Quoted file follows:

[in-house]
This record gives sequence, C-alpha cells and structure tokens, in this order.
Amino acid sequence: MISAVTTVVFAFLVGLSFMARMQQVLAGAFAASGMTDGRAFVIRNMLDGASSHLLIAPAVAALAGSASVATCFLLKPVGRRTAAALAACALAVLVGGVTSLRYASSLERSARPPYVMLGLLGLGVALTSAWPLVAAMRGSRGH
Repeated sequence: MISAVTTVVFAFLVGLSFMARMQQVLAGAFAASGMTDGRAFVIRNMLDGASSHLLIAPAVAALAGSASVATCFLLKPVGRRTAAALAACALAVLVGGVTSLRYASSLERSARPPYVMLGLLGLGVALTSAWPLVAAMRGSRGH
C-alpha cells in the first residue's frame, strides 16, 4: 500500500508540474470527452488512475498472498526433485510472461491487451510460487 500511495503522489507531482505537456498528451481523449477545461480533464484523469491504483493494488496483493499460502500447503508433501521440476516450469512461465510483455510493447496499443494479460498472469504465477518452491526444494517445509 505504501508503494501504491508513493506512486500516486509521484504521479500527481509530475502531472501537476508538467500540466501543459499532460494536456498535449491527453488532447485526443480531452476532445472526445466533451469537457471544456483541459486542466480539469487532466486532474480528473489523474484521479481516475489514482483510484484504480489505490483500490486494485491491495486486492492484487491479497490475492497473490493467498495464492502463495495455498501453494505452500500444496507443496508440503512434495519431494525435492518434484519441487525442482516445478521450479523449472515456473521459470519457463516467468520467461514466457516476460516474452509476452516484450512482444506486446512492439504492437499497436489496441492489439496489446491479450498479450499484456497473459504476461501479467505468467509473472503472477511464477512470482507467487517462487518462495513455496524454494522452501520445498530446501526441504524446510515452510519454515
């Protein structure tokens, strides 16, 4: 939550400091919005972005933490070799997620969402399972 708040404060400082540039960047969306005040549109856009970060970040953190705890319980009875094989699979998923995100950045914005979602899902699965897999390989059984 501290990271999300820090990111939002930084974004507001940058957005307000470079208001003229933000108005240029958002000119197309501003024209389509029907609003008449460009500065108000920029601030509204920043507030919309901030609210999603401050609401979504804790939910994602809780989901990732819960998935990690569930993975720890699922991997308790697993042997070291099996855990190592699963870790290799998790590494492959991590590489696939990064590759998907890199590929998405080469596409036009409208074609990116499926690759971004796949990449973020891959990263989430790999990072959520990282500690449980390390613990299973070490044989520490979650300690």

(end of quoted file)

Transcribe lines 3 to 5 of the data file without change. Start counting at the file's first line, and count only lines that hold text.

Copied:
Amino acid sequence: MISAVTTVVFAFLVGLSFMARMQQVLAGAFAASGMTDGRAFVIRNMLDGASSHLLIAPAVAALAGSASVATCFLLKPVGRRTAAALAACALAVLVGGVTSLRYASSLERSARPPYVMLGLLGLGVALTSAWPLVAAMRGSRGH
Repeated sequence: MISAVTTVVFAFLVGLSFMARMQQVLAGAFAASGMTDGRAFVIRNMLDGASSHLLIAPAVAALAGSASVATCFLLKPVGRRTAAALAACALAVLVGGVTSLRYASSLERSARPPYVMLGLLGLGVALTSAWPLVAAMRGSRGH
C-alpha cells in the first residue's frame, strides 16, 4: 500500500508540474470527452488512475498472498526433485510472461491487451510460487 500511495503522489507531482505537456498528451481523449477545461480533464484523469491504483493494488496483493499460502500447503508433501521440476516450469512461465510483455510493447496499443494479460498472469504465477518452491526444494517445509 505504501508503494501504491508513493506512486500516486509521484504521479500527481509530475502531472501537476508538467500540466501543459499532460494536456498535449491527453488532447485526443480531452476532445472526445466533451469537457471544456483541459486542466480539469487532466486532474480528473489523474484521479481516475489514482483510484484504480489505490483500490486494485491491495486486492492484487491479497490475492497473490493467498495464492502463495495455498501453494505452500500444496507443496508440503512434495519431494525435492518434484519441487525442482516445478521450479523449472515456473521459470519457463516467468520467461514466457516476460516474452509476452516484450512482444506486446512492439504492437499497436489496441492489439496489446491479450498479450499484456497473459504476461501479467505468467509473472503472477511464477512470482507467487517462487518462495513455496524454494522452501520445498530446501526441504524446510515452510519454515